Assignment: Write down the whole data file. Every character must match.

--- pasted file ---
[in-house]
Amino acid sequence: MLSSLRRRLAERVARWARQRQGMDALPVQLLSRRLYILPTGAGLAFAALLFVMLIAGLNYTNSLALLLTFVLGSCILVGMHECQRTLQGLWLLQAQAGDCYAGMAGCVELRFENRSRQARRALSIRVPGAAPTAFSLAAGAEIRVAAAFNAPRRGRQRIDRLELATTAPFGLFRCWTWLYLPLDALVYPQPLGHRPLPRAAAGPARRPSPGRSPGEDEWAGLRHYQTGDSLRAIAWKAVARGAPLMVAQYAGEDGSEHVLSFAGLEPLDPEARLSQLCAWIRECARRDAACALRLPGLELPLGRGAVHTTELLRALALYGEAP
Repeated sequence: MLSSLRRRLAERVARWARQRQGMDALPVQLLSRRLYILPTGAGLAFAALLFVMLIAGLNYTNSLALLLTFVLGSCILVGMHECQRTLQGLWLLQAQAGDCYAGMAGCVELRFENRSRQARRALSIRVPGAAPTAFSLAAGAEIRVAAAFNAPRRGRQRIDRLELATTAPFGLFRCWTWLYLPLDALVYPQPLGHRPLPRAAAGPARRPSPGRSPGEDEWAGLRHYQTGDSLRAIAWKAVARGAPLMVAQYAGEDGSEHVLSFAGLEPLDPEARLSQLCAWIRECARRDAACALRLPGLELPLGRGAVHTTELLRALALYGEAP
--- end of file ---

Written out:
[in-house]
Amino acid sequence: MLSSLRRRLAERVARWARQRQGMDALPVQLLSRRLYILPTGAGLAFAALLFVMLIAGLNYTNSLALLLTFVLGSCILVGMHECQRTLQGLWLLQAQAGDCYAGMAGCVELRFENRSRQARRALSIRVPGAAPTAFSLAAGAEIRVAAAFNAPRRGRQRIDRLELATTAPFGLFRCWTWLYLPLDALVYPQPLGHRPLPRAAAGPARRPSPGRSPGEDEWAGLRHYQTGDSLRAIAWKAVARGAPLMVAQYAGEDGSEHVLSFAGLEPLDPEARLSQLCAWIRECARRDAACALRLPGLELPLGRGAVHTTELLRALALYGEAP
Repeated sequence: MLSSLRRRLAERVARWARQRQGMDALPVQLLSRRLYILPTGAGLAFAALLFVMLIAGLNYTNSLALLLTFVLGSCILVGMHECQRTLQGLWLLQAQAGDCYAGMAGCVELRFENRSRQARRALSIRVPGAAPTAFSLAAGAEIRVAAAFNAPRRGRQRIDRLELATTAPFGLFRCWTWLYLPLDALVYPQPLGHRPLPRAAAGPARRPSPGRSPGEDEWAGLRHYQTGDSLRAIAWKAVARGAPLMVAQYAGEDGSEHVLSFAGLEPLDPEARLSQLCAWIRECARRDAACALRLPGLELPLGRGAVHTTELLRALALYGEAP